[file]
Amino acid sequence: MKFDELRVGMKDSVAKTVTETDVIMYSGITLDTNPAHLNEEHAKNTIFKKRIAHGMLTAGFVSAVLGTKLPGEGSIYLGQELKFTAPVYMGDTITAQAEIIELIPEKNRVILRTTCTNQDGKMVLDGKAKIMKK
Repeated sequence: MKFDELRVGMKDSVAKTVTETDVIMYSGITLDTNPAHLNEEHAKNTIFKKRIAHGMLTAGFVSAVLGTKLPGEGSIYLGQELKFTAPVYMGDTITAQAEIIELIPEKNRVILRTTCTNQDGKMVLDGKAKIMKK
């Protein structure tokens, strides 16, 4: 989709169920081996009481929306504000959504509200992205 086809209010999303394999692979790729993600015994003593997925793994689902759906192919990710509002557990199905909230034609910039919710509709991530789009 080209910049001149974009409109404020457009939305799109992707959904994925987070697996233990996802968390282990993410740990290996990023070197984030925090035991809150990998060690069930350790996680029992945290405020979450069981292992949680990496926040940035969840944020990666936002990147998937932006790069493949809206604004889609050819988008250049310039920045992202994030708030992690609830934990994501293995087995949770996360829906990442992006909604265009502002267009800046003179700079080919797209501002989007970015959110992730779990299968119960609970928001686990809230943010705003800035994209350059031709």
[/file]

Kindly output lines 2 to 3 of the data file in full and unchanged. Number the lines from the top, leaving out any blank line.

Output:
Repeated sequence: MKFDELRVGMKDSVAKTVTETDVIMYSGITLDTNPAHLNEEHAKNTIFKKRIAHGMLTAGFVSAVLGTKLPGEGSIYLGQELKFTAPVYMGDTITAQAEIIELIPEKNRVILRTTCTNQDGKMVLDGKAKIMKK
């Protein structure tokens, strides 16, 4: 989709169920081996009481929306504000959504509200992205 086809209010999303394999692979790729993600015994003593997925793994689902759906192919990710509002557990199905909230034609910039919710509709991530789009 080209910049001149974009409109404020457009939305799109992707959904994925987070697996233990996802968390282990993410740990290996990023070197984030925090035991809150990998060690069930350790996680029992945290405020979450069981292992949680990496926040940035969840944020990666936002990147998937932006790069493949809206604004889609050819988008250049310039920045992202994030708030992690609830934990994501293995087995949770996360829906990442992006909604265009502002267009800046003179700079080919797209501002989007970015959110992730779990299968119960609970928001686990809230943010705003800035994209350059031709």